Pray also that your own eyes, and the eyes of the church at Stadham and Chisleton, may be enlightened to discern the devices of Satan, and that that cruel wolf may not be allowed to rend the sheep. A praying church and a watchful church must flourish. When it becomes cold and lukewarm, when prayer is restrained and it ceases to be watchful, then the great adversary gains an advantage, and everything that is miserable creeps in, to the grief of God’s children, to the joy of the world, and to the destruction of souls. Do not be unmindful that you have a God to glorify by your holy life and conversation, especially as being the mother and mistress of a family, before whom you should let your light shine, that they may see there is a truth, reality, and power in religion, and that it is not a mere change of opinions.
I was glad to hear Mr. B— has borrowed a religious book of Mr. Brenton. In your conversations with him I would have you avoid all disputes about election and such doctrines, and speak rather of such subjects as our natural sinfulness and condemnation, the necessity of having Christ for our perfect Savior, the efficacy of His blood and His blood alone, and the need of embracing this by faith, together with the necessity of being born again and being taught of God. Such subjects will either be so distasteful that he will cease to speak upon them, or will be of use to him. Disputes about election will only harass your own mind, and stir up in him a mere spirit of carnal reasoning which will only do him harm. Seek wisdom from the Lord to direct you, and speak in His strength only, and not your own. But a holy, self-denying, and separated life is the best preacher.
I trust that, with respect to your temporal concerns, the Lord is teaching you the meaning of that text, Matt. 6:33, 34. Read the whole of that chapter, from verse 19 to the end, and seek of the Lord faith to believe and feel it in all its truth and power. Read also what the Apostle says to Timothy, 1 Tim. 6:6-16. Observe how God there tells us to be content with food and clothing, and declares that godliness with contentment is great gain. See what he says of those that desire to be rich; how that they err from the faith, and pierce themselves through with many sorrows, and bids the man of God flee these things, and follow after righteousness, godliness, faith, love, patience, and meekness; and bids him keep this commandment without spot, unrebukeable, until the appearing of our Lord Jesus Christ. There is much instruction in these words if the Lord is pleased to seal it home on your heart and make it a principle of action. Let me advise you, my dear Mrs. Rackham, to be much in reading the Scriptures. Be like the Bereans, and search the Scriptures daily, Acts 17:11, and like David, Psalm 119:11, 97, 105, 140, 162, where he expresses his delight in God’s word. See also the character given of the righteous man, Psalm 1 verse 2. Pray earnestly that the word may be wrought into your heart, that its precepts, truths, and promises may be the comfort of your days and nights, the motive of your actions, and the guide to all your ways. Remember that the Lord has helped you through many afflictions, and turned them into blessings; and so He will be ever with you, to keep, guide, and bless you. Only trust in Him.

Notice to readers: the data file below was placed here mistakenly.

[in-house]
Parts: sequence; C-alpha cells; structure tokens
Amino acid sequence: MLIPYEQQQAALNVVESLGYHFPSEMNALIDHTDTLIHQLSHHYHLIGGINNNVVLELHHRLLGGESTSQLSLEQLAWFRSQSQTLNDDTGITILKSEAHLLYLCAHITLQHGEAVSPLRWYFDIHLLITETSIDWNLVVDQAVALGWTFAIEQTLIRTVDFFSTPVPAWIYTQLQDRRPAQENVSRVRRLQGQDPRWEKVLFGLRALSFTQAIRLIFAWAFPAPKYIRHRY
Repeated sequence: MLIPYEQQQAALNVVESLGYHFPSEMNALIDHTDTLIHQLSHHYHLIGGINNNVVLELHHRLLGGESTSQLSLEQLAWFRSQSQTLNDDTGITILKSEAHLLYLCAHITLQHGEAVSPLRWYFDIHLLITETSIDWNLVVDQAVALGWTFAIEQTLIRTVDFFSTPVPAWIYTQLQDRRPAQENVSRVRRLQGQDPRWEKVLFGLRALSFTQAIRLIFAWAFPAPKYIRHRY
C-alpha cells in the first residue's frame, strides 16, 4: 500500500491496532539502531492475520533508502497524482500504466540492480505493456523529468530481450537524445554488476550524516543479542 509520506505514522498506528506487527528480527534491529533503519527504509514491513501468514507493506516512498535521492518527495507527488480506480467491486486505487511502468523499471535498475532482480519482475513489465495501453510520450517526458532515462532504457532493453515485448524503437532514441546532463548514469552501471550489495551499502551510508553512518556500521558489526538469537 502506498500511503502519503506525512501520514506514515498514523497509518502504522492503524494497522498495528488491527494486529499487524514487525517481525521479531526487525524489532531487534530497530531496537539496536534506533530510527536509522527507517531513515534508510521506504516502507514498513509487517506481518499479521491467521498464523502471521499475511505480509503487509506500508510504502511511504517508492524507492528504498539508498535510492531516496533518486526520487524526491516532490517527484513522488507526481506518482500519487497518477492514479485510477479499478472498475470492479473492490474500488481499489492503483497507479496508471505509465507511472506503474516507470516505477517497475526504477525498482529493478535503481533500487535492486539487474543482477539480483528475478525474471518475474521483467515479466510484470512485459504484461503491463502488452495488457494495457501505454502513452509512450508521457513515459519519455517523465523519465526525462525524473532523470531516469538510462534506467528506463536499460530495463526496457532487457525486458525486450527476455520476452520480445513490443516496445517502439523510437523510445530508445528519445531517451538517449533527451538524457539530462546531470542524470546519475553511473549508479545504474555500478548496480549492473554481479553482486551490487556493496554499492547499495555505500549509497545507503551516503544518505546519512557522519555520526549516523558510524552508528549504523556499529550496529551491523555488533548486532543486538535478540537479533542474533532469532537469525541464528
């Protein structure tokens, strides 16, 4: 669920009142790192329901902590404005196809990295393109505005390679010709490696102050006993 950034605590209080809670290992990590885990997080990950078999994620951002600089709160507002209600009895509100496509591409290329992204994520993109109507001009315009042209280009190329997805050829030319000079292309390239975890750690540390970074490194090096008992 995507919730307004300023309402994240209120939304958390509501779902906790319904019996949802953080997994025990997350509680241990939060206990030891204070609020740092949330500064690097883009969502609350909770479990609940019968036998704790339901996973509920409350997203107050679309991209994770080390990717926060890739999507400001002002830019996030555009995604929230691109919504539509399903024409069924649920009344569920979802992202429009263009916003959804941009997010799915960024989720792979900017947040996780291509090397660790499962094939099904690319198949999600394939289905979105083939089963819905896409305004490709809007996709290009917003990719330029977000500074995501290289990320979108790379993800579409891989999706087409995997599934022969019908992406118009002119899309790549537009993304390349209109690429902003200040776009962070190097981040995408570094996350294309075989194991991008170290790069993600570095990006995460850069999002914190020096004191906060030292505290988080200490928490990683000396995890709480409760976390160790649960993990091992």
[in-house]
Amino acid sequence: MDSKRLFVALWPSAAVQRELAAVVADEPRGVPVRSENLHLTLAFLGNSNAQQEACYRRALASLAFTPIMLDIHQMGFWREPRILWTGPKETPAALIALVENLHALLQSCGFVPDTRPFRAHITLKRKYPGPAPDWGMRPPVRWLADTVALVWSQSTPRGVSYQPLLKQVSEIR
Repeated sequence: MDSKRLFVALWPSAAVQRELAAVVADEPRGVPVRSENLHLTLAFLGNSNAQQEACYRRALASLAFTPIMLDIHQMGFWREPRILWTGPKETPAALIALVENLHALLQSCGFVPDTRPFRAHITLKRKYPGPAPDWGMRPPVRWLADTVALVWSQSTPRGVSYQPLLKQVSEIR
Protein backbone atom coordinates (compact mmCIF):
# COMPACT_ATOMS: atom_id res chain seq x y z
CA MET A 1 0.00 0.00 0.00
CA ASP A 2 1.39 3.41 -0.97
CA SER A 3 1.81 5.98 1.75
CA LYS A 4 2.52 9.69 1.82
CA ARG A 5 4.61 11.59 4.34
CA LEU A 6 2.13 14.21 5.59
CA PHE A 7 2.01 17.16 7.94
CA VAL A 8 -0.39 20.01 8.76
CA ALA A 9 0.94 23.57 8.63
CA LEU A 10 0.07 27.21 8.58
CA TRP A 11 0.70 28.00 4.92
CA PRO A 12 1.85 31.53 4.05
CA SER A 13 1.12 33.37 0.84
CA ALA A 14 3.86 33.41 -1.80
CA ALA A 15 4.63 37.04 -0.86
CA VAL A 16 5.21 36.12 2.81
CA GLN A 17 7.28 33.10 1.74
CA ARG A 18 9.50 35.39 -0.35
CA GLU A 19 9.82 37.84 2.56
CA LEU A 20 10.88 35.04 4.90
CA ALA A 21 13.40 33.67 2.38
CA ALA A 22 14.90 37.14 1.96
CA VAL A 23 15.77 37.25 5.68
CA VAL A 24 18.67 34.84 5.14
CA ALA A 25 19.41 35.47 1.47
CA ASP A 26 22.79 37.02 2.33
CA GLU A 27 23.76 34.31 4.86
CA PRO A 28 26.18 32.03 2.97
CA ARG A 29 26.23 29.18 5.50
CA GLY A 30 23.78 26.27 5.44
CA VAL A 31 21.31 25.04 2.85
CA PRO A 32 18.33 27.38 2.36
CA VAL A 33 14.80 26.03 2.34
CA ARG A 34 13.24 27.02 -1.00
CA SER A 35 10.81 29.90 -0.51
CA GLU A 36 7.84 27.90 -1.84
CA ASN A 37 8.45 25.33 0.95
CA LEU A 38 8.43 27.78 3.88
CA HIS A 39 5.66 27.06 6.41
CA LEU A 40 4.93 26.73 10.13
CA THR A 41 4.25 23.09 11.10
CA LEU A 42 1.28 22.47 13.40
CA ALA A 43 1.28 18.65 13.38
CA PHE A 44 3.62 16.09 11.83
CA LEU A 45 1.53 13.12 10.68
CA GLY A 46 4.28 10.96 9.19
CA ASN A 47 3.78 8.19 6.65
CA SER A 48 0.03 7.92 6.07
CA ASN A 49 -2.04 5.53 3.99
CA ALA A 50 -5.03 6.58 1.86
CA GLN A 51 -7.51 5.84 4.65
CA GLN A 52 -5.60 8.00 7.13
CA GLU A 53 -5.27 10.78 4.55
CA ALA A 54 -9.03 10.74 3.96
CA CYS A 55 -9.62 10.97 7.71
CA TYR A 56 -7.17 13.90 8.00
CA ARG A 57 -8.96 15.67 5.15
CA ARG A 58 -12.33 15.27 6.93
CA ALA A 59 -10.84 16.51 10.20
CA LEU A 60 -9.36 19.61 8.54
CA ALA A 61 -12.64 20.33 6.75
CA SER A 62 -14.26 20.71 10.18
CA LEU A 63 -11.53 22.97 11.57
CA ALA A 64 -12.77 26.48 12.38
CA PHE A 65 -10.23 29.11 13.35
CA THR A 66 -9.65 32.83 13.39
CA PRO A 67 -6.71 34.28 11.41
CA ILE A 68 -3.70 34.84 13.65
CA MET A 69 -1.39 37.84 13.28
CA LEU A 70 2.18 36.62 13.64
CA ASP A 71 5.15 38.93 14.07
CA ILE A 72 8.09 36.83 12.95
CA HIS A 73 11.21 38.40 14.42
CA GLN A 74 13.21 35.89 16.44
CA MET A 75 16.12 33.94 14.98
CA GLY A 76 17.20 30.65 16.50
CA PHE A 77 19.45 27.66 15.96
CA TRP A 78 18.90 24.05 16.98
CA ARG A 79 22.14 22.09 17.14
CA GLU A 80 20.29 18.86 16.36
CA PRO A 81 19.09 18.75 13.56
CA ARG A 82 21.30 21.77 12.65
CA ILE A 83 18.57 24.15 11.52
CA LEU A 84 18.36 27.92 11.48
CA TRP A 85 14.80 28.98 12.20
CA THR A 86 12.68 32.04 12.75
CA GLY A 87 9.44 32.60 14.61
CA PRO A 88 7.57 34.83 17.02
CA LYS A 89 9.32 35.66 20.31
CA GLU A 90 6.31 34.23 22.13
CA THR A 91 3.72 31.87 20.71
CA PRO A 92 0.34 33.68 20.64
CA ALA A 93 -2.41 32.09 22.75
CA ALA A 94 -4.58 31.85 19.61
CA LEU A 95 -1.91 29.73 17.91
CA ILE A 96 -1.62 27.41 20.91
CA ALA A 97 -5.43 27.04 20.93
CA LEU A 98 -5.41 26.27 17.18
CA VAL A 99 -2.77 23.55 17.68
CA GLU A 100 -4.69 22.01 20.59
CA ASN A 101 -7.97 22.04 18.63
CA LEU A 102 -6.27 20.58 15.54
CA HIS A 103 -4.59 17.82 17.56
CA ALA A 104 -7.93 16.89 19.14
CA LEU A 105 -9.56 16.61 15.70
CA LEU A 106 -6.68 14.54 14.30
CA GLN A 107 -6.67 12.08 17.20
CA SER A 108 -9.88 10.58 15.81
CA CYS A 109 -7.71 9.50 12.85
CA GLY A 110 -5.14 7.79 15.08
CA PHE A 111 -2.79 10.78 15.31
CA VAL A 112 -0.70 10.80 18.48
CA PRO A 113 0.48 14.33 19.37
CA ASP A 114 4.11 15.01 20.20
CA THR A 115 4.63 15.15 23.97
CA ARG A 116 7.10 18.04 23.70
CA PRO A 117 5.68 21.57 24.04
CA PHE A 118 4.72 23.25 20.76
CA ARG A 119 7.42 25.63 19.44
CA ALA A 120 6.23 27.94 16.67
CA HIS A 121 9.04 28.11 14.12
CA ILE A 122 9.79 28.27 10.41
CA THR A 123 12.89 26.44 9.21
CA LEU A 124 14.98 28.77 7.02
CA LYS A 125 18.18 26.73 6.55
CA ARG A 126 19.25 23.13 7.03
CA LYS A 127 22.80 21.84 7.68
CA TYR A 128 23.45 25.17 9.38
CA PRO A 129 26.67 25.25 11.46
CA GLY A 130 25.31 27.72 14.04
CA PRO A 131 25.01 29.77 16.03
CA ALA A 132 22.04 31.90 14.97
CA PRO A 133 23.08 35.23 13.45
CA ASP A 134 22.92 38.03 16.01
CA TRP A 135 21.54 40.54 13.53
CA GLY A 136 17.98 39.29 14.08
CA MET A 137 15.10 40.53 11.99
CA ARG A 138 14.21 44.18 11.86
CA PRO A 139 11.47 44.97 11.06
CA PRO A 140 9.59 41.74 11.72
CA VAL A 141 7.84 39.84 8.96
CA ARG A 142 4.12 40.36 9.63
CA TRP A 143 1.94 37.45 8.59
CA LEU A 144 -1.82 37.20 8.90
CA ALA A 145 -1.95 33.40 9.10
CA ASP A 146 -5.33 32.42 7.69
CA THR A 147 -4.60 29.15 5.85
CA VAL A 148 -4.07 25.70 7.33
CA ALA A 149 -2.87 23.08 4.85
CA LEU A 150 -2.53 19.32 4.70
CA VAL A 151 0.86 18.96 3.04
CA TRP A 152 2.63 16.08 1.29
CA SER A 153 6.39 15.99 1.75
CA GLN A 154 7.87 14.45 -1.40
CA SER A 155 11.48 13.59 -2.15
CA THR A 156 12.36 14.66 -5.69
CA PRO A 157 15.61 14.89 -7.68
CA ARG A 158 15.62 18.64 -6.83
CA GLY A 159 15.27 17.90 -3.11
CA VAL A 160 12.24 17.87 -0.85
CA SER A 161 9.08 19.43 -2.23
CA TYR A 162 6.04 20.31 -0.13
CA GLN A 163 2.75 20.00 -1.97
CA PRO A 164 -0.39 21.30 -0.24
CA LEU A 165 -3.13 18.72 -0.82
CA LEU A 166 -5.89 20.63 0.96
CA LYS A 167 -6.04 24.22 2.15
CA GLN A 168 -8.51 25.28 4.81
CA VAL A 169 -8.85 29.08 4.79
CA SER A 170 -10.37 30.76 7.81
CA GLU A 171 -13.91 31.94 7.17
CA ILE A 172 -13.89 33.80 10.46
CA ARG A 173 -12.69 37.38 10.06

Do not hanker after this wretched world, or desire its honors and riches for yourself or your children. Give them up to the Lord, and ask Him to put them into such situations of life as may be for their spiritual good and for His glory; and be willing that they should be poor and despised, if it be His will. Seek also earnest blessings for the church where you live and the Church of Christ in general, that the Lord may pour out His blessing richly upon it. Seek for a spirit of humility, faith, and love, and avoid everything that may produce contrary feelings in the brethren. Set your face against everything that is ungodly and profane, wherever you may meet it; and in the regulation and management of your own household act as a Christian mistress and a Christian mother. A Gospel practice is the only outward proof of a Gospel faith, and wherever the principles of God’s word are wrought into the heart they must and will produce the fruits of holiness and godliness in the life and conversation.
I hope Elizabeth is able still to attend the Sunday-school, and that her class is improving. I would not wish her to set the children too long lessons, as I would sooner they should learn accurately and well, than much. And I would wish her to consider the different ages and capacities of the children, and set them their tasks accordingly. I do not like that they should learn to hate school, and what they are there taught, as it may have an unhappy influence all their days; and the way to teach them to love school and their teachers is by giving them to learn what they are able to accomplish easily, and by treating them with the greatest kindness and gentleness, and yet due strictness and severity, if needful.